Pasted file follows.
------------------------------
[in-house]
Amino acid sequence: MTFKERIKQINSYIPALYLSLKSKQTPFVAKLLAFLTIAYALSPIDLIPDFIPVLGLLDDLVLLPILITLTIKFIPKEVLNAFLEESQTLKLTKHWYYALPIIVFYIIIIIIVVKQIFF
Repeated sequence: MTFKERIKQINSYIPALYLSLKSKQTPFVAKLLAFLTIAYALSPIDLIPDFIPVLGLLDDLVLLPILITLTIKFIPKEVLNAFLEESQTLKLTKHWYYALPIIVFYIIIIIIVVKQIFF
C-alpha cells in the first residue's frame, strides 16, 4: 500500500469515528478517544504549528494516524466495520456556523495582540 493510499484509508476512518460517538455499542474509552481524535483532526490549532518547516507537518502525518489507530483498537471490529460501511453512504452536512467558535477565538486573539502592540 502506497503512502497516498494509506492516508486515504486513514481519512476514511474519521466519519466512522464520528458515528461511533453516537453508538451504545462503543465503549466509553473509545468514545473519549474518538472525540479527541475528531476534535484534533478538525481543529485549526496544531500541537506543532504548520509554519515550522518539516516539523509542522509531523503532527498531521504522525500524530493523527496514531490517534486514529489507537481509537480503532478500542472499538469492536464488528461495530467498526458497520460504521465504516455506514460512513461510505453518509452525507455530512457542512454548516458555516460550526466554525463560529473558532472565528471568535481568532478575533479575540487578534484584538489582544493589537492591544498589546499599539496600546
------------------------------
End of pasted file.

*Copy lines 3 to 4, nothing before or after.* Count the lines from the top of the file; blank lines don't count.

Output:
Repeated sequence: MTFKERIKQINSYIPALYLSLKSKQTPFVAKLLAFLTIAYALSPIDLIPDFIPVLGLLDDLVLLPILITLTIKFIPKEVLNAFLEESQTLKLTKHWYYALPIIVFYIIIIIIVVKQIFF
C-alpha cells in the first residue's frame, strides 16, 4: 500500500469515528478517544504549528494516524466495520456556523495582540 493510499484509508476512518460517538455499542474509552481524535483532526490549532518547516507537518502525518489507530483498537471490529460501511453512504452536512467558535477565538486573539502592540 502506497503512502497516498494509506492516508486515504486513514481519512476514511474519521466519519466512522464520528458515528461511533453516537453508538451504545462503543465503549466509553473509545468514545473519549474518538472525540479527541475528531476534535484534533478538525481543529485549526496544531500541537506543532504548520509554519515550522518539516516539523509542522509531523503532527498531521504522525500524530493523527496514531490517534486514529489507537481509537480503532478500542472499538469492536464488528461495530467498526458497520460504521465504516455506514460512513461510505453518509452525507455530512457542512454548516458555516460550526466554525463560529473558532472565528471568535481568532478575533479575540487578534484584538489582544493589537492591544498589546499599539496600546